On September 20, 2011, Google+ opened to the public, after nearly three months of closed beta. To mark the year anniversary, today the search giant released new data that initially bodes well for the first year while raising questions about the service's real success.
"This week we also hit an important milestone--over 400,000,000 people have upgraded to Google+", senior vice president of engineering boasts. "Here too, I’m happy to report that we have just crossed 100,000,000 monthly active users on Google+ (plus.google.com and mobile app)". What? Only one in four are active?
Google's social network is nothing if not controversial about the numbers. Pundits repeatedly throw out "ghost town" to describe Google+, which isn't my experience, by the way. I engage regularly with other "Plusers" and continue to see the number of people putting me in Circles grow. Ghost town refers to lots more people signing up for Google+ than actually using it. But that's hard for outsiders to measure, since many, perhaps even most, posts aren't public. Google's own numbers matter more.
One in four active is reason to wonder about Google+'s success. From the measure of 12 months operation, that's a helluva good number, and one many new cloud services would covet. But 25 percent active users raises questions about the quality of signups and how many are actually legitimate. After all, Google now tightly ties several services to Plus, such as Profile and YouTube, and anyone using Hangout could create an account but not really be active. The point: Almost anyone using Google services could accidentally sign up for the social network.
Something else: In late June, Gundotra said there were 250 million Google+ users and 150 million monthly active ones -- half of them active every day. That means the number of active users is down by 50 million, or by one-third, in three months.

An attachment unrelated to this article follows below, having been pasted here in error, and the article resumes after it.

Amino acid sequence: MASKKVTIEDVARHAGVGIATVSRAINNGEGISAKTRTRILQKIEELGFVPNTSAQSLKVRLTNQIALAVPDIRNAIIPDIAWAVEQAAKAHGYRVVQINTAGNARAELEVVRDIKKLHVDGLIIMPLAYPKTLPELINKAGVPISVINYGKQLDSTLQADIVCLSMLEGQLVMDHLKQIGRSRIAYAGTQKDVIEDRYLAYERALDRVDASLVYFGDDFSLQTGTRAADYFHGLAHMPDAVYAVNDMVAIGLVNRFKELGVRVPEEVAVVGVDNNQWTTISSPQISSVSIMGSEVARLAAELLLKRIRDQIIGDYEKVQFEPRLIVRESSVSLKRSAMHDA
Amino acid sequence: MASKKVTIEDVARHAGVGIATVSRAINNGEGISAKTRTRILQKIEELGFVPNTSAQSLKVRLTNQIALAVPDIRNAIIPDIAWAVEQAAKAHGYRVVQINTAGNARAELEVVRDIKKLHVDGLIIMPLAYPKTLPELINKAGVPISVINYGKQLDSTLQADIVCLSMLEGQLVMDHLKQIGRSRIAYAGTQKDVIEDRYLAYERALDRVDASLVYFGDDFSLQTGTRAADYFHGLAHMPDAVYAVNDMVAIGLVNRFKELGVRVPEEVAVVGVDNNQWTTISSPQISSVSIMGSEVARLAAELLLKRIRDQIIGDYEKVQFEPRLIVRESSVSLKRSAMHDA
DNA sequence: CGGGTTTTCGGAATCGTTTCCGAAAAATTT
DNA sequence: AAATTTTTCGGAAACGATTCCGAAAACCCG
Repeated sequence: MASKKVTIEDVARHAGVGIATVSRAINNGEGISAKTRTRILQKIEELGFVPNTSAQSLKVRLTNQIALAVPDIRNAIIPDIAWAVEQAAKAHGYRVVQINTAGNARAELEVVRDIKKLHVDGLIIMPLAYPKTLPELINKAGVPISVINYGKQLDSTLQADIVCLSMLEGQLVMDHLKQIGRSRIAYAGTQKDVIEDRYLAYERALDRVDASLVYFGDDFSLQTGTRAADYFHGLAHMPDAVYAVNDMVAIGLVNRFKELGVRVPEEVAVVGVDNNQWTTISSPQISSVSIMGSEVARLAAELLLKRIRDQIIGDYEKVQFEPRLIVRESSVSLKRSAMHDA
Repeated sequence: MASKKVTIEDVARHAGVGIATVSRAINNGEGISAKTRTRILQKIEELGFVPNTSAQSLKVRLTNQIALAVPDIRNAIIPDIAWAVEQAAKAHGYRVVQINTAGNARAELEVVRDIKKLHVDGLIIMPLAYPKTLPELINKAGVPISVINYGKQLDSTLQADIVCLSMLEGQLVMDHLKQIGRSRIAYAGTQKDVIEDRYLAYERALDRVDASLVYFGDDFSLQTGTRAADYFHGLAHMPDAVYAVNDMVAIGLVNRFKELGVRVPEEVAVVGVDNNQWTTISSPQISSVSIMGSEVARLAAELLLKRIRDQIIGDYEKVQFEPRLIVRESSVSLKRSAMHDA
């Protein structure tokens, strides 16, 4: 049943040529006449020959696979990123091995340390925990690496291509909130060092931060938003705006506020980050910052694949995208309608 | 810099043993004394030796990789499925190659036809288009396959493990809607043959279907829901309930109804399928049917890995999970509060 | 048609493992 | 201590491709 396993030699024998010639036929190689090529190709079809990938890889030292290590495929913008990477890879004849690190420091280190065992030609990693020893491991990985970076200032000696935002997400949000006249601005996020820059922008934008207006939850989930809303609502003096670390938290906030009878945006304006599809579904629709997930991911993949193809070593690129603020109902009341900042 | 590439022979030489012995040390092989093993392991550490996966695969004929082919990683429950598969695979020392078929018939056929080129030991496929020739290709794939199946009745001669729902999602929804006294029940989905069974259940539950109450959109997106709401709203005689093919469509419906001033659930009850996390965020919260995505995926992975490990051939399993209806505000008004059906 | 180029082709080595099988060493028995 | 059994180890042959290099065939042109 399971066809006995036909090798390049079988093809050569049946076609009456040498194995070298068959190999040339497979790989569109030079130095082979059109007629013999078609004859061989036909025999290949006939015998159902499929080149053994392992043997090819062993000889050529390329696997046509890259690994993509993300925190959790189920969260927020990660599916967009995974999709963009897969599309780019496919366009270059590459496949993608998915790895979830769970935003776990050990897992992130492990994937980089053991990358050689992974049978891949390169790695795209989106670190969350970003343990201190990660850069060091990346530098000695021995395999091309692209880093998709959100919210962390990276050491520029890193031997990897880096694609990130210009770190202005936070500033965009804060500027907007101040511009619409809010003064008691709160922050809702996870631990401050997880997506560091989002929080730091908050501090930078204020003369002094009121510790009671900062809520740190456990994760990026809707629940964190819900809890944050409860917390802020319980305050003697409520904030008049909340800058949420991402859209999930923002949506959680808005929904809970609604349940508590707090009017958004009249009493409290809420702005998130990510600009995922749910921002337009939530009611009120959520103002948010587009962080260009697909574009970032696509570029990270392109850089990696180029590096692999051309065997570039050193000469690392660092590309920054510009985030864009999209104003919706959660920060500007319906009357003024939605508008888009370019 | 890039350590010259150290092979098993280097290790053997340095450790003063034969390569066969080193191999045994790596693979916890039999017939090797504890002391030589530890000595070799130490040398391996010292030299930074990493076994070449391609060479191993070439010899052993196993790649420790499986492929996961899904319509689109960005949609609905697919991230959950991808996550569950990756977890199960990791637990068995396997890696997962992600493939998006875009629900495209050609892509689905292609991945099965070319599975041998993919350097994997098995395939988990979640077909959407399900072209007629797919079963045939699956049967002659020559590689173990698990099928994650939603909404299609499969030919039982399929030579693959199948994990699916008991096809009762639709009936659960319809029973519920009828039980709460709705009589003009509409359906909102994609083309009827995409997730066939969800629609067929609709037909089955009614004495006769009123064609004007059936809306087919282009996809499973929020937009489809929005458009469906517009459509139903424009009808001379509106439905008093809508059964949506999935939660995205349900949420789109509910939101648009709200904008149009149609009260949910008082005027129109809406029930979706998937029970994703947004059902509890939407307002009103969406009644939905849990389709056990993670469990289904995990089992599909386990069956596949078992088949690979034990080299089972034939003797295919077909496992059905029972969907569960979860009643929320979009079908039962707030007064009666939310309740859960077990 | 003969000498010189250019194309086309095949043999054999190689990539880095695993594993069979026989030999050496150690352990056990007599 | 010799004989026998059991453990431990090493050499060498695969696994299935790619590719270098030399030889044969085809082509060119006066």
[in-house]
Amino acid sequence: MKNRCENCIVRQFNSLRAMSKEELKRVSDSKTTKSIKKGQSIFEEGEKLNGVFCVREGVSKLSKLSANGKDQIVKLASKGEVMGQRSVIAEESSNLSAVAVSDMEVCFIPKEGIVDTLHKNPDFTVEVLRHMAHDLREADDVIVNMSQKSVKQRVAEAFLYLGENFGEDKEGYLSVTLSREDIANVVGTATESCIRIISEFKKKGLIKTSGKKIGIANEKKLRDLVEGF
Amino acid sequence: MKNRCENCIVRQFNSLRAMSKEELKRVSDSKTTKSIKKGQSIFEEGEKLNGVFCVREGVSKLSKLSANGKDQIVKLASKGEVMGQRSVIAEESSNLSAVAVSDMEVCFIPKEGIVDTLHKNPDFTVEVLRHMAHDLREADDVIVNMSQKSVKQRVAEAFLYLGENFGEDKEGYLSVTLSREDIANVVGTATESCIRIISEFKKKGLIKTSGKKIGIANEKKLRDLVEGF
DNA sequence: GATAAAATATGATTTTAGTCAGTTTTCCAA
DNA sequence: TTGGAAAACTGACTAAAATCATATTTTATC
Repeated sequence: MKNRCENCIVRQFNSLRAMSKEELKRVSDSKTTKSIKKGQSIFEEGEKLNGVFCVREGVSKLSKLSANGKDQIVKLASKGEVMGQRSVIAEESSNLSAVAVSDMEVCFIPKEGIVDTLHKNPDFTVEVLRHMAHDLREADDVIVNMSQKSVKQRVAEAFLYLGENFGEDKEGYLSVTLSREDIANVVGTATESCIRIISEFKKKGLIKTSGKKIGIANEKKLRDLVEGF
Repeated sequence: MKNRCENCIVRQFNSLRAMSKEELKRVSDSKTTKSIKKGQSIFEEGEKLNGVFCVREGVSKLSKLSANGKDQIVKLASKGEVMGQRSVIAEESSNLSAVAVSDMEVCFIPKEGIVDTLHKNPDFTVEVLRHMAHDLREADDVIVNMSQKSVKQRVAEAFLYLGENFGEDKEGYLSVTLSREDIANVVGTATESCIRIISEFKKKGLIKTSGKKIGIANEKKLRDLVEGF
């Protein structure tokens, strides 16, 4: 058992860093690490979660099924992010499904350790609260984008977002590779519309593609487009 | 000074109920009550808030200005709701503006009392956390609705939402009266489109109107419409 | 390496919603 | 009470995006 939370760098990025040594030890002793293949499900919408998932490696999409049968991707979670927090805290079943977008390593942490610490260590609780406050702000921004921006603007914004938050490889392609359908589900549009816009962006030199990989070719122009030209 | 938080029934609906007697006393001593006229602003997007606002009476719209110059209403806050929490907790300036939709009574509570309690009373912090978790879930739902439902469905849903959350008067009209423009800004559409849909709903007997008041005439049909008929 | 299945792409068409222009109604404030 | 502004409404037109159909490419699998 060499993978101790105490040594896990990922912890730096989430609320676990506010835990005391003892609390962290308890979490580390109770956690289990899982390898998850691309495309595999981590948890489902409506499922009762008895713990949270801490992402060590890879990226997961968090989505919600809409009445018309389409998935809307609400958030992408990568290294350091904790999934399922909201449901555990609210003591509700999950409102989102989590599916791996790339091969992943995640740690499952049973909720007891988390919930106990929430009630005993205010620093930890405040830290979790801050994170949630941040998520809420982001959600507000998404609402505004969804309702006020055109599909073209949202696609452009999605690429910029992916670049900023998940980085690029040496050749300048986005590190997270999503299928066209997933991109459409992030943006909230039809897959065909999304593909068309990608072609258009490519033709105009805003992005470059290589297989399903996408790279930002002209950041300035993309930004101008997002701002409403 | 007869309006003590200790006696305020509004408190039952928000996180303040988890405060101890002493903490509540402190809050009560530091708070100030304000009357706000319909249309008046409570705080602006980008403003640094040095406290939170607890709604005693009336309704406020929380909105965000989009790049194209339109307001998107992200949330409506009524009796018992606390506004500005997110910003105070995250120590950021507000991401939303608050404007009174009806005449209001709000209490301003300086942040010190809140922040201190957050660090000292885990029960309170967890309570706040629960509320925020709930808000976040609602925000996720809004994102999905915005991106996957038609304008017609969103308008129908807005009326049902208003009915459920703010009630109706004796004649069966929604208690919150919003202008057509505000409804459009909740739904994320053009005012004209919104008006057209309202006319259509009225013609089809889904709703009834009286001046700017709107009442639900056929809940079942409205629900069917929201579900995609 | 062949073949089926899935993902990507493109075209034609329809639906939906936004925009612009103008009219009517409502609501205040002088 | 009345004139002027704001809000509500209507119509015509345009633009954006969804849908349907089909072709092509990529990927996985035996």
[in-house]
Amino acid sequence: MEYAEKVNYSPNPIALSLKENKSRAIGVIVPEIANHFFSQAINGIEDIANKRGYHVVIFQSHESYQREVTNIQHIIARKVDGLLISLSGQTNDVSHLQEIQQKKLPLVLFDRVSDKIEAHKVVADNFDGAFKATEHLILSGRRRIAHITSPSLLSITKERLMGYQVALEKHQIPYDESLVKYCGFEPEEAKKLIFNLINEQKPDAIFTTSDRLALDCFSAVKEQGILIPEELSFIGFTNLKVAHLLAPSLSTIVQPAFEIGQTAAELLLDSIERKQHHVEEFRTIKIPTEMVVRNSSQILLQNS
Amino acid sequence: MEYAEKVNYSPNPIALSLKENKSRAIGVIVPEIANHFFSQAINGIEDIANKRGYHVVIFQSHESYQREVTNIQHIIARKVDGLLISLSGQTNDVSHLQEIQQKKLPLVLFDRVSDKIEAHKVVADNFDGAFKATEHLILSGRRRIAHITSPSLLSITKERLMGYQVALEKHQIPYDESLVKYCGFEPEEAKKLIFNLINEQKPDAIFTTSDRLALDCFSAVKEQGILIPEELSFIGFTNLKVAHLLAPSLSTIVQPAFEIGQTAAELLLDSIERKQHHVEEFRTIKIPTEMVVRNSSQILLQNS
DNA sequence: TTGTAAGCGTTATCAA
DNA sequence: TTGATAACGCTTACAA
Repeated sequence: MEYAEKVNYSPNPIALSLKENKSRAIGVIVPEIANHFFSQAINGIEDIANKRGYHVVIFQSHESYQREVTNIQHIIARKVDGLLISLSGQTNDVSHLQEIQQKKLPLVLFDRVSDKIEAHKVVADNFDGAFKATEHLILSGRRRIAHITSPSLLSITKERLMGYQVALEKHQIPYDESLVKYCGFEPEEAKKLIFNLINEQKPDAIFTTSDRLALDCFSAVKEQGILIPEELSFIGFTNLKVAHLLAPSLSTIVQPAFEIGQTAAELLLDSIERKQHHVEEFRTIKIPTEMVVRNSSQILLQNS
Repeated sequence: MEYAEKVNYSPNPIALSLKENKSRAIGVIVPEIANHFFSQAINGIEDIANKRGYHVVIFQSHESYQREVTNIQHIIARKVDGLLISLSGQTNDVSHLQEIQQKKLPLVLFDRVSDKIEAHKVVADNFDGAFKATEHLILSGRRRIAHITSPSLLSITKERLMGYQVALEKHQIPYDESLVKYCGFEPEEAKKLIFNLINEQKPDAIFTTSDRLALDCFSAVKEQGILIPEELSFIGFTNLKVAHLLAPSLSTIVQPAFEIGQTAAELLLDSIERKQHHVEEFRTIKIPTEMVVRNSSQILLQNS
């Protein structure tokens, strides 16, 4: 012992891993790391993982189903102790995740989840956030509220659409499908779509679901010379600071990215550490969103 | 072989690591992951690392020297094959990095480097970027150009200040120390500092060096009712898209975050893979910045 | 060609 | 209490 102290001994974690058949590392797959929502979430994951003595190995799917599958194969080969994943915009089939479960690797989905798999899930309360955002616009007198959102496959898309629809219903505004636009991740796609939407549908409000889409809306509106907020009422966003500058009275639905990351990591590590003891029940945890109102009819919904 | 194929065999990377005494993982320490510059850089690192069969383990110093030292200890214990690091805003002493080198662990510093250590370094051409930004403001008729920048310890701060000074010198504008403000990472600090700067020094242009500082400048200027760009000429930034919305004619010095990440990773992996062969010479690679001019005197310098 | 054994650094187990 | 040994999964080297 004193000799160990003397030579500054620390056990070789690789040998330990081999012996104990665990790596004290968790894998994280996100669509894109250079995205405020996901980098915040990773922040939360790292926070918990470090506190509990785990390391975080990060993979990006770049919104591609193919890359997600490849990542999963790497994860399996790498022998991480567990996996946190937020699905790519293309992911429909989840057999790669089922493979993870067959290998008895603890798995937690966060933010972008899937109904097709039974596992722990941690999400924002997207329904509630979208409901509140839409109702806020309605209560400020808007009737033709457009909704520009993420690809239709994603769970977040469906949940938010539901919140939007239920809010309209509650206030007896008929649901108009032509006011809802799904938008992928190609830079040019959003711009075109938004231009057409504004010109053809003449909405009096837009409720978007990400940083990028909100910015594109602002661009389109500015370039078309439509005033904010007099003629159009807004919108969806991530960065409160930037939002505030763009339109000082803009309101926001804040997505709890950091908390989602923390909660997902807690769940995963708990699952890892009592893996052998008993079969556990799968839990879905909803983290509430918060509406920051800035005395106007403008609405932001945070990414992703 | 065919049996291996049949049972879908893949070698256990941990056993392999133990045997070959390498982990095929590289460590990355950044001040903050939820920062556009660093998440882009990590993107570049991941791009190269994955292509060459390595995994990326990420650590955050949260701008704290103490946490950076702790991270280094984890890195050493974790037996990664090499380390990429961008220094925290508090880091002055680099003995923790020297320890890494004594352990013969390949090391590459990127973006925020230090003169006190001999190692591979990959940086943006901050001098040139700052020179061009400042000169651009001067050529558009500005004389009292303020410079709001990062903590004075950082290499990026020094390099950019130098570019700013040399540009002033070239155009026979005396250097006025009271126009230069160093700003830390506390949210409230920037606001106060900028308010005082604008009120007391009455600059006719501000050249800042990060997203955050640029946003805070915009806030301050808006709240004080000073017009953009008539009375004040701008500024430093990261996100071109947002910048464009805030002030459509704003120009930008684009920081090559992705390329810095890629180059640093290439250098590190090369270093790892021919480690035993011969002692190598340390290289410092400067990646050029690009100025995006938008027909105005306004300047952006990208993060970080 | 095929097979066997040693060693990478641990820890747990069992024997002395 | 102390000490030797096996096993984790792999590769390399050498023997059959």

Still, that 400 million, which is nearly half Facebook's subscriber number, is an amazing catch. Google need only turn those people with accounts into active users. The hardest part, acquiring the users, is already complete. Social networking is much less about features or user experience as people. MySpace was the rage when everyone hung out there. Now Facebook. People go where there friends and family are.
Today on Kyle Beatty asks Gundotra many others surely would: "400,000,000 people and only two of my friends are using it -- sparingly. I love the platform, but I can't get any of my family and friends to use it. Any suggestions?"
Ashley Moat answers Beatty: "So do I :p But i think with the increases of users in just a year, nobody can argue that it isn't going to get even bigger in time". And 400 million accounts -- all primed to become active -- is big foundation.
Google+ mobile is potentially huge, particularly as more people use smartphones. Here, 51.5 percent of Americans have smartphones, according to Nielsen -- that's up from 41 percent a year earlier (July to July). Seventy-four percent of young adults age 25-34 have smartphones. Google only needs to woo them from Google.
According to a recent JD Power and Associates survey: 67 percent of smartphone users have downloaded social media apps and spend more than 100 minutes a month using them. Smartphone owners who use social networking features and apps are more satisfied than those who do not (810 and 755 score, respectively, on a scale to 1,000).
In my experience, the Google social network mobile app is exceptional, and much better than its browser-based counterpart. I now typically use Google+ for Android more to view posts, make my own or to comment -- that despite the hardships of using touchkeys compared to a keyboard.
Google also continually adds new features. The social network is in process of rolling out vanity usernames as main identifier in the web address. I have +JoeWilcox. Today Nik Software became part of Google+, in a push to improve the experience.
Still, enhancements are only as good as the people, circling back to 100 million active users versus 400 million accounts. Sign of the times: My family is stuck on Facebook, although I've made more new friends on Google+ than anywhere else in years.